• Jason Motte, Cardinals: Ryan Franklin could use some right-handed set-up help. Kyle McClellan, a right-hander, has been much better against lefties, while Motte got pounded by the Phillies over the weekend for five runs, and last registered a hold more than a month ago. Josh Kinney also got lit by the Phillies and got a ticket to Memphis. Dennys Reyes is probably Franklin's set-up man for now. Among the sixth-inning guys will be Todd Wellemeyer, who was awful in the rotation and had won once in seven starts. Motte has been ranked in this space all season, but not anymore. He might be in the minors by the end of the weekend.
News and notes
• The Dodgers weren't sure if set-up man Hong-Chih Kuo was going to return this season -- or ever -- when yet another elbow injury landed him on the 60-day DL, but the lefty was back Thursday throwing 95 mph and retiring all three Cardinals he faced. He should really help out Jonathan Broxton, and if effective might even get a few future vulture wins at the expense of the closer.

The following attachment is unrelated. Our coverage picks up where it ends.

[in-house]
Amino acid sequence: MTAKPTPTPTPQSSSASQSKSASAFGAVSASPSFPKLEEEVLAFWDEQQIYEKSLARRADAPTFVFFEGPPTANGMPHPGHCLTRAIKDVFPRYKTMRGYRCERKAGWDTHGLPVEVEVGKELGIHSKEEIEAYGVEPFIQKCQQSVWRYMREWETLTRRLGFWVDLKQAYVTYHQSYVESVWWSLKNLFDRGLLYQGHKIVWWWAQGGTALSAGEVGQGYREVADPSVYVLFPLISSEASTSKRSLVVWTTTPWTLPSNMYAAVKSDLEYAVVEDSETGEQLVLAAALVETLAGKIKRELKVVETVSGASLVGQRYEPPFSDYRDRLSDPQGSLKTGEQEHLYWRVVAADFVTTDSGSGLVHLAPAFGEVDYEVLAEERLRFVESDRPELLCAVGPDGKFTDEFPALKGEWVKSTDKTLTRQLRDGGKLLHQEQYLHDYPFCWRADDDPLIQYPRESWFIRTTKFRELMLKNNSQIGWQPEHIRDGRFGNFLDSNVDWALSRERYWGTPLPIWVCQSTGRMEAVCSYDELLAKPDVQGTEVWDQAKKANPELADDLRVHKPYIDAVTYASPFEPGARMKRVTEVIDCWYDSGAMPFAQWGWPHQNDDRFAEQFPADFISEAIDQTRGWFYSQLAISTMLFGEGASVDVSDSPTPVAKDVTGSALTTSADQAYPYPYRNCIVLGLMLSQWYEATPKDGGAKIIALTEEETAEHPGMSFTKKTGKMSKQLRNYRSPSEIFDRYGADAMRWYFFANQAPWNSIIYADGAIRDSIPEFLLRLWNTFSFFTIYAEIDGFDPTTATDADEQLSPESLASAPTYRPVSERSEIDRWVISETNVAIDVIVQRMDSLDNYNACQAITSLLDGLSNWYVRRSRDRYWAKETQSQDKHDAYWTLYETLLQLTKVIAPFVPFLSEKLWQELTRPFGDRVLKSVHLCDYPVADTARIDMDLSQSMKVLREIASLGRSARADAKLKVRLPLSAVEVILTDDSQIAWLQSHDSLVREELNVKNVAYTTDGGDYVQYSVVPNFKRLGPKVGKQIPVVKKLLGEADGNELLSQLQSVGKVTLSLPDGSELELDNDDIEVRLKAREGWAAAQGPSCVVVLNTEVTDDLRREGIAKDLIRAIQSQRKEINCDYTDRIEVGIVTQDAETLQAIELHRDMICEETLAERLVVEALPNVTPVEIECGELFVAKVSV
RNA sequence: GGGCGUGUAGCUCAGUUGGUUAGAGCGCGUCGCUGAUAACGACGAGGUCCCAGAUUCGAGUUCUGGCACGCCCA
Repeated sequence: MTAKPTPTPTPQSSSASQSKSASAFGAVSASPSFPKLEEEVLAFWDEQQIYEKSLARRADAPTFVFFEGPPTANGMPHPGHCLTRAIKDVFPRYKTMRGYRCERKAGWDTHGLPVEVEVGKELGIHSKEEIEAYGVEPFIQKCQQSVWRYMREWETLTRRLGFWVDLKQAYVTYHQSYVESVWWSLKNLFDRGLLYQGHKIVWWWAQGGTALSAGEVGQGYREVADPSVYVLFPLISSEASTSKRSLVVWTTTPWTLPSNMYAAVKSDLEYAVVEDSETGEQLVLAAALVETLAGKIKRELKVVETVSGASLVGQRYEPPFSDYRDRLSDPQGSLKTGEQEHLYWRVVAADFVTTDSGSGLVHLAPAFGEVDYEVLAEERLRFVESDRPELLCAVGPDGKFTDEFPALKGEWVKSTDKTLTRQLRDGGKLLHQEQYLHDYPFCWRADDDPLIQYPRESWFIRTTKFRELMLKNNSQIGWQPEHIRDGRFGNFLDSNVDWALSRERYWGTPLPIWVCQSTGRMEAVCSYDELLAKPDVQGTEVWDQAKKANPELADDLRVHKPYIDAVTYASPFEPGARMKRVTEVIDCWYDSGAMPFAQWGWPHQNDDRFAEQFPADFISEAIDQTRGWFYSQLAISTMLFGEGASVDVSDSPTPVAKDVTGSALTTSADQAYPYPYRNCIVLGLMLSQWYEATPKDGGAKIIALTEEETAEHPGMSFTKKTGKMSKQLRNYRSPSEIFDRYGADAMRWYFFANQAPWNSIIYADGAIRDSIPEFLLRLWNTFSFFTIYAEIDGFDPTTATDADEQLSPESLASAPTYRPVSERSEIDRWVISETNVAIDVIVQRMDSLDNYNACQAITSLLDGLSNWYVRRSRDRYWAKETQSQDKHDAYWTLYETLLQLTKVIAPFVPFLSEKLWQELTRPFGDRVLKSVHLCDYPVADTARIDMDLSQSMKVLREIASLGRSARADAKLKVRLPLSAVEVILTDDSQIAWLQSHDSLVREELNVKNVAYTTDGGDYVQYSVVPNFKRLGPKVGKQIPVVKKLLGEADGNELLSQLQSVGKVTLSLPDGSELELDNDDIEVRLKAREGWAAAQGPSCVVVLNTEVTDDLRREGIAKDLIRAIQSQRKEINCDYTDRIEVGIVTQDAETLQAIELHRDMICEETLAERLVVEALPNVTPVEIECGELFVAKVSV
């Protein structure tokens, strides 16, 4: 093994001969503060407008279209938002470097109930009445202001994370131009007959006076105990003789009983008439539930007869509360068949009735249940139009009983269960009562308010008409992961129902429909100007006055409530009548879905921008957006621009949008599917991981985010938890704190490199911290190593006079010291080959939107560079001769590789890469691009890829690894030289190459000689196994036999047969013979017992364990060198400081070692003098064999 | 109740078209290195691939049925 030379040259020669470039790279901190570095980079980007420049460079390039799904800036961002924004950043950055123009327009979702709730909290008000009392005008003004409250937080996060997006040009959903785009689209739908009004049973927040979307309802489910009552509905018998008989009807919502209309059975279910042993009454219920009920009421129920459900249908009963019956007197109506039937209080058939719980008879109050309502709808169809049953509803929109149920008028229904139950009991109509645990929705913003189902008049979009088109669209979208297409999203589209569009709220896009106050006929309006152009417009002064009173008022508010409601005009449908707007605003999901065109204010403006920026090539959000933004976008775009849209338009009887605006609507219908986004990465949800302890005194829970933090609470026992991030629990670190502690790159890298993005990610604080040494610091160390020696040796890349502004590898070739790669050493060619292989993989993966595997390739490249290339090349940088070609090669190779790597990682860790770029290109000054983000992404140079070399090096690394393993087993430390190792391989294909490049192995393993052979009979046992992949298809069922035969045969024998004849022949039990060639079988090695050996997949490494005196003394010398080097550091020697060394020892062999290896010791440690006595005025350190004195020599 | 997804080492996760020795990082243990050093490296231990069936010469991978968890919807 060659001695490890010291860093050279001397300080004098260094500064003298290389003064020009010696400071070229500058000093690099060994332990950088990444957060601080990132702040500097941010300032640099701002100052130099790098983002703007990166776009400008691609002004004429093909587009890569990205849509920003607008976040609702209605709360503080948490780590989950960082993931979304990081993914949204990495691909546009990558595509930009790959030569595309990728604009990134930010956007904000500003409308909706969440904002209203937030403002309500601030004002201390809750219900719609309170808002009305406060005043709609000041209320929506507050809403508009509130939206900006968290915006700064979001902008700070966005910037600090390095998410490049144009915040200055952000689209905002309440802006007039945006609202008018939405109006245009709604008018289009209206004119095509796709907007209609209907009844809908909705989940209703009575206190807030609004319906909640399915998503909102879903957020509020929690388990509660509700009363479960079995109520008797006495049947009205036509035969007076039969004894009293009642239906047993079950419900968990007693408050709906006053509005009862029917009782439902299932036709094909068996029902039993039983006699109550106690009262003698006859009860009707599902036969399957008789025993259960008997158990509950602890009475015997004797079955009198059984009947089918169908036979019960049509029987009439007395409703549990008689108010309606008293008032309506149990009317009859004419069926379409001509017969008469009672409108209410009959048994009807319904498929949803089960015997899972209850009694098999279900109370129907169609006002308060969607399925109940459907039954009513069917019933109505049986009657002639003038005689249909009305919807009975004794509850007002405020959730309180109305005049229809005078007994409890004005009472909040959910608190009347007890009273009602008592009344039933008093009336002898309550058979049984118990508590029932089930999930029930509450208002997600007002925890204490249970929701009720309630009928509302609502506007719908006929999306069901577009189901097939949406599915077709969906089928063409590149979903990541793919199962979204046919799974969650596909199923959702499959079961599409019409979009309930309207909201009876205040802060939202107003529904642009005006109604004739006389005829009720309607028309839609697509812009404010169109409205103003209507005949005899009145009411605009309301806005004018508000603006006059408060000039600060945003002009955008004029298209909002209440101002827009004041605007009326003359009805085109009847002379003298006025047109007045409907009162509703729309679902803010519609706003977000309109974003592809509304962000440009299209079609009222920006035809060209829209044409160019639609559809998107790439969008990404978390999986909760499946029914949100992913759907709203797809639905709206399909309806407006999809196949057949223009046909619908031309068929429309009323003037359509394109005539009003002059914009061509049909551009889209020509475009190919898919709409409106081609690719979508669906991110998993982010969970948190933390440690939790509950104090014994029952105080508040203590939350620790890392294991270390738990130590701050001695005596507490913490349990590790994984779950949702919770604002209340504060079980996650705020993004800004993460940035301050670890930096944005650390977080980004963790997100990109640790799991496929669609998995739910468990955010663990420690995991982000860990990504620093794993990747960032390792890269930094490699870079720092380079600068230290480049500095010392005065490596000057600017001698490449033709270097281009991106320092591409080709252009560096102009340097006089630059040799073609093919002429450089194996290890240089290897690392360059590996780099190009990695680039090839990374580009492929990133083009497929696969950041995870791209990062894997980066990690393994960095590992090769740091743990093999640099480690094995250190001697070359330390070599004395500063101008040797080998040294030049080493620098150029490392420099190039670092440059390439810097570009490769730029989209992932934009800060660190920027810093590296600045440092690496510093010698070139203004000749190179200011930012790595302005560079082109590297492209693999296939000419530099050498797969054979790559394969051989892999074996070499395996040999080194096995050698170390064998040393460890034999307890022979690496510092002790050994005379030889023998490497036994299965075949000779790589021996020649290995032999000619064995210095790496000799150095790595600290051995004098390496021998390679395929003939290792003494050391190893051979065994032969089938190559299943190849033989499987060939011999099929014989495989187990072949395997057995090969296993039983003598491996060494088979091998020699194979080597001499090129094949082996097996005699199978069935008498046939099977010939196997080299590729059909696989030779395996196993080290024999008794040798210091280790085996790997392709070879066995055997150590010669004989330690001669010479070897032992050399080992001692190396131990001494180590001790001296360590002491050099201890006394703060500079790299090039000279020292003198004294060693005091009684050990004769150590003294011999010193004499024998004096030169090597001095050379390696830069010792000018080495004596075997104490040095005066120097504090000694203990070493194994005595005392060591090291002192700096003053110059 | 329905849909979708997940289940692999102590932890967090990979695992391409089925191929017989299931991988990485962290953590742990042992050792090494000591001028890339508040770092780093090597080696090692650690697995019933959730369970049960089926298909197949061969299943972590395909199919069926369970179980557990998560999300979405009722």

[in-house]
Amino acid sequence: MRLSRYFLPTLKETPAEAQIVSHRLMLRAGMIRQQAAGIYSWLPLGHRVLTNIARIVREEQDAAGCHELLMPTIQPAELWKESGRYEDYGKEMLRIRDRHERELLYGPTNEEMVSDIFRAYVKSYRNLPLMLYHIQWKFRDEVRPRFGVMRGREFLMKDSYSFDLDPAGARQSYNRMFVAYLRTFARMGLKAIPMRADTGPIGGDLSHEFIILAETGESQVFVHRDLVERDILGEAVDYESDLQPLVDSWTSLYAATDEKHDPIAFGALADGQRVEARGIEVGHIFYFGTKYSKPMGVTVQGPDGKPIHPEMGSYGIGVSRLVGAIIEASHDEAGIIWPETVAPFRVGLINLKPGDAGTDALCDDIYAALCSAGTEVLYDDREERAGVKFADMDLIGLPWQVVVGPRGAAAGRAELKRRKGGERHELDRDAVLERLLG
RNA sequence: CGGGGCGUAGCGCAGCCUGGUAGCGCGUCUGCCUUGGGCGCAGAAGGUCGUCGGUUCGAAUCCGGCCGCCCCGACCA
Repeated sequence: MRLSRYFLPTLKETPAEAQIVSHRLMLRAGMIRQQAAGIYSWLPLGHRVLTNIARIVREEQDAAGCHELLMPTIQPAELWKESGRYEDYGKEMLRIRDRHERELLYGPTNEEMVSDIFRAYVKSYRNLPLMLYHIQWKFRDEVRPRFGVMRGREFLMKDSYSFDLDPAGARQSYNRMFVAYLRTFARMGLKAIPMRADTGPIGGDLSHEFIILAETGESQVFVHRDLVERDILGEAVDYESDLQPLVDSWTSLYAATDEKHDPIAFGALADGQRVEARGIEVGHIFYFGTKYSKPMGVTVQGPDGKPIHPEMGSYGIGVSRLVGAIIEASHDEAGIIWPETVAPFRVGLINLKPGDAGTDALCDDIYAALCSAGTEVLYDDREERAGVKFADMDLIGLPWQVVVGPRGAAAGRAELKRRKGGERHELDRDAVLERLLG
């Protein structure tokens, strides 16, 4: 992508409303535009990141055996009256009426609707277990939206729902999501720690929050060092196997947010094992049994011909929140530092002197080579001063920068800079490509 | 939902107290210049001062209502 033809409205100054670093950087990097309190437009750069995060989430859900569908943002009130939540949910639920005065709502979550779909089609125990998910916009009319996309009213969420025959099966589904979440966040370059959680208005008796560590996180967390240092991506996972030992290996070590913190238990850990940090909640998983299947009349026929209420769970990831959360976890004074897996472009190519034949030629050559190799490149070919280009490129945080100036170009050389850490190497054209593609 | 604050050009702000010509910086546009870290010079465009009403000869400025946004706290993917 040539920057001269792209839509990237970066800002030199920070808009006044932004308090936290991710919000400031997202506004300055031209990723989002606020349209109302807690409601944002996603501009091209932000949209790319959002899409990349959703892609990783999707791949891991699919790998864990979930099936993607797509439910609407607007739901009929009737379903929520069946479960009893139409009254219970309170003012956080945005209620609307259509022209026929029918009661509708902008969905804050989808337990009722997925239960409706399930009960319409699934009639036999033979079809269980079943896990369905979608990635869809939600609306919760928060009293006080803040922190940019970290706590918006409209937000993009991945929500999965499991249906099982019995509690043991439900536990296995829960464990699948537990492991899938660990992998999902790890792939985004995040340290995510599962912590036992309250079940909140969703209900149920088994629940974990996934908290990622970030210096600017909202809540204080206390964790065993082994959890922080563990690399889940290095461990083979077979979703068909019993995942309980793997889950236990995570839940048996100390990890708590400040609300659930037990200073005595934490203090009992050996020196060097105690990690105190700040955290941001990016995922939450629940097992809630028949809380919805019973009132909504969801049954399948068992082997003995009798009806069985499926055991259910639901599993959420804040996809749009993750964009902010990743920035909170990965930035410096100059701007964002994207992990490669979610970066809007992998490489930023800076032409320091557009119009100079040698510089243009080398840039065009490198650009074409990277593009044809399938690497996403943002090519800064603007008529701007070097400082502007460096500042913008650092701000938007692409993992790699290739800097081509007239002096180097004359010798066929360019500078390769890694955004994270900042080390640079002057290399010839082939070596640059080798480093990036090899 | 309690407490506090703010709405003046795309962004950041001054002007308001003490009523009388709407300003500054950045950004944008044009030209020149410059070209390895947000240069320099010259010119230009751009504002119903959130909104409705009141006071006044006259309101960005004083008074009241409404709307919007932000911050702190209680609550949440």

• Carlos Villanueva was downright awful in relief this season, so the Brewers sent him to the rotation, where he started Tuesday, and got lit up again. For our purposes in this column, Todd Coffey has been the top set-up man for Trevor Hoffman for two months.
• It might take a while before we know for sure, but the Indians got two very strong right-handed arms in the Mark DeRosa trade. Chris Perez was the original name, and the player to be named finally was, and it's Jess Todd, who had 24 saves and a 2.20 ERA for Triple-A Memphis. Kerry Wood remains the closer, but Todd and Perez are future closers.